• Subpackages: Oh my… what a relief compared to pkgsrc’s approach to this. Creating multiple independent packages from a single spec file is trivial, to the point where providing subpackages is encouraged rather than being a hassle. For what is worth, I have always liked the idea of splitting development files from main packages (in the case of libraries), which in many cases helps in trimming down dependencies. pkgsrc fails miserably here: if you have ever attempted to split a package into subpackages to control the dependencies, you know what a pain the process is… and the results are a collection of unreadable Makefiles.

Now let’s talk a bit about guidelines and access control:

  • Policies: I was going to write about documentation in this point, but what I really wanted to talk about are policies. There are several policies governing packaging rules, and the important thing is that they are actually documented (rather than being tribal knowledge). The other nice thing is that their documentation is excellent; just take a moment to skim through the Packaging Guidelines page and you will see what I mean. The packaging committee is in charge of editing these policies whenever necessary.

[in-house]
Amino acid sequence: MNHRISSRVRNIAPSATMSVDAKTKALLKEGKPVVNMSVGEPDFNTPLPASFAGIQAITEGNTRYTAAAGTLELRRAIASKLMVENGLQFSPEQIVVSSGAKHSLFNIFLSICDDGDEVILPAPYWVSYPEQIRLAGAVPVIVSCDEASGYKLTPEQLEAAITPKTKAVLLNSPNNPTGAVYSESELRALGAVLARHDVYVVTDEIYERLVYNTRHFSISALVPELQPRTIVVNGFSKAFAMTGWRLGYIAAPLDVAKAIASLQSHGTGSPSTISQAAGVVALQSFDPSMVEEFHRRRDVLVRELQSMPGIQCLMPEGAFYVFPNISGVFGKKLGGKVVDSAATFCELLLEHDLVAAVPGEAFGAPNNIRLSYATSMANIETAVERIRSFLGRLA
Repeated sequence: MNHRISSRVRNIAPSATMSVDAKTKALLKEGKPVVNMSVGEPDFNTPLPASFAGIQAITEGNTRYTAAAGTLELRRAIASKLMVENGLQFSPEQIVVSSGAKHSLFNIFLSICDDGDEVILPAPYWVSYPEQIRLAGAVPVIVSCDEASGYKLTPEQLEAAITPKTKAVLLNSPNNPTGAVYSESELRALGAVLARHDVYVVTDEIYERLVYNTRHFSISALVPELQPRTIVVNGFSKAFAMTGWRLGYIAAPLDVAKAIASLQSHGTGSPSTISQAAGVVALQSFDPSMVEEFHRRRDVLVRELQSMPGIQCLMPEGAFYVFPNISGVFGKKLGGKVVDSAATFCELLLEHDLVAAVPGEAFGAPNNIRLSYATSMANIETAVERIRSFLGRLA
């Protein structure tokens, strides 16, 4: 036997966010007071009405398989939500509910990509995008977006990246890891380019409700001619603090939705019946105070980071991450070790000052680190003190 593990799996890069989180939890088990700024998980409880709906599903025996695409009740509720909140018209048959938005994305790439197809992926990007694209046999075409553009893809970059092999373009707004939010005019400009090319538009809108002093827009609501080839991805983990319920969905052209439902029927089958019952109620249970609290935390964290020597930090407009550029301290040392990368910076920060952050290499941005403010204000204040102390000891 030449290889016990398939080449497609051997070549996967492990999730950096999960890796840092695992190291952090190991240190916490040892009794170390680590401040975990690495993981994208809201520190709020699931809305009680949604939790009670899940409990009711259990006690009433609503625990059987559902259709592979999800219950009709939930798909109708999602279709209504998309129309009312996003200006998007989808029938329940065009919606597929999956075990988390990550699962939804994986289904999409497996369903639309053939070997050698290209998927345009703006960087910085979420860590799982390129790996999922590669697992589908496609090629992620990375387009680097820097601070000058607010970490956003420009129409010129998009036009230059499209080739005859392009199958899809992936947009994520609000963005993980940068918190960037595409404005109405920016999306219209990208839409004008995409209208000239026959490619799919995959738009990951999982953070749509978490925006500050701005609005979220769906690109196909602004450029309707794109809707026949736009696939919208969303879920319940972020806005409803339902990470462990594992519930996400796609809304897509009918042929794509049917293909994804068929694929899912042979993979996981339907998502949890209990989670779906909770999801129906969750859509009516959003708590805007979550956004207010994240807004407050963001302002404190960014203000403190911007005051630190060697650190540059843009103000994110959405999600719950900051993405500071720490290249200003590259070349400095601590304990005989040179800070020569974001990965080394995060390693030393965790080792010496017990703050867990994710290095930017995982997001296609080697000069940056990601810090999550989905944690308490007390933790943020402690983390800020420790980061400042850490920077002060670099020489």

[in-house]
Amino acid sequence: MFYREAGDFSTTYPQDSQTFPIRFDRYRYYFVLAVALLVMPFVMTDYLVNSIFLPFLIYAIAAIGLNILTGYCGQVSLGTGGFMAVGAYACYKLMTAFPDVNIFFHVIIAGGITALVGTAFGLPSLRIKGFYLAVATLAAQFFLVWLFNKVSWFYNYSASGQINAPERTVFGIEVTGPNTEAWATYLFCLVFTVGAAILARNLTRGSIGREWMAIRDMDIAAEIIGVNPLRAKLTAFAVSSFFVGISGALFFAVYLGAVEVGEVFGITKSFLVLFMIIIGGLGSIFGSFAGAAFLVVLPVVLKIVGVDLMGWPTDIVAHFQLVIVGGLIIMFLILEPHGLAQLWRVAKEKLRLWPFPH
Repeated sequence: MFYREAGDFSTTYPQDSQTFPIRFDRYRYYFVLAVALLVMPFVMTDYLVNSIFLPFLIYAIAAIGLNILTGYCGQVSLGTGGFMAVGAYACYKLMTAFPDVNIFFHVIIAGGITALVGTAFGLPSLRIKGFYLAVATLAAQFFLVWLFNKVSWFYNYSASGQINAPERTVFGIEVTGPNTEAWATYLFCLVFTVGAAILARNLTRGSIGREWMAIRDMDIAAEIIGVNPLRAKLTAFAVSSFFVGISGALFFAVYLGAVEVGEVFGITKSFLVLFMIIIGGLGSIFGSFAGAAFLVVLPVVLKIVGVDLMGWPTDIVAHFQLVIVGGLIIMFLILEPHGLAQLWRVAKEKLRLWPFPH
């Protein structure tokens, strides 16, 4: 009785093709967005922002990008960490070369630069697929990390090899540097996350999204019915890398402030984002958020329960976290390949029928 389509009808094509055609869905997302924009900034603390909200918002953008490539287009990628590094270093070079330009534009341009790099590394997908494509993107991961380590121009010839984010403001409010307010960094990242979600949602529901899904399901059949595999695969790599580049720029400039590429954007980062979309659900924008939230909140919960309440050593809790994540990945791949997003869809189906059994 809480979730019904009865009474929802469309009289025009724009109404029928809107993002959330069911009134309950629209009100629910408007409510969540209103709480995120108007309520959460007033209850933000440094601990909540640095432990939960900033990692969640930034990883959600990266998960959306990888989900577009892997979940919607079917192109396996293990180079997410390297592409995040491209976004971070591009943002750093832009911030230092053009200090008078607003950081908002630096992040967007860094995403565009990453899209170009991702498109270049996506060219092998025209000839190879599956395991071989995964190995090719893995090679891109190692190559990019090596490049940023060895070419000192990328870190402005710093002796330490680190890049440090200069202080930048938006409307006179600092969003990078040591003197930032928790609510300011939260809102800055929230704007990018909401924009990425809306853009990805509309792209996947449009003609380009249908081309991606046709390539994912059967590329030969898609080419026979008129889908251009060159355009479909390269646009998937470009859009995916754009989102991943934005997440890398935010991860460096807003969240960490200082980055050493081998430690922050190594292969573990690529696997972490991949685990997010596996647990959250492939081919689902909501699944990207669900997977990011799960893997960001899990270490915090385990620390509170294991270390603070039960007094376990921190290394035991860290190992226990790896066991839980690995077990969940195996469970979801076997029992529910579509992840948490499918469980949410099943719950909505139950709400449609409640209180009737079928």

• Review process: Any new package must go through a peer review process. Having grown accustomed to Google’s policy of having every single change to the source tree peer-reviewed, I can’t stress how valuable this is. It may seem like a burden to newcomers, but really, it is definitely worth it. The review process is quite exhaustive, and from what I have seen so far, the reviewers tend to be nice and reasonable. As an example, take a look at lutok’s review.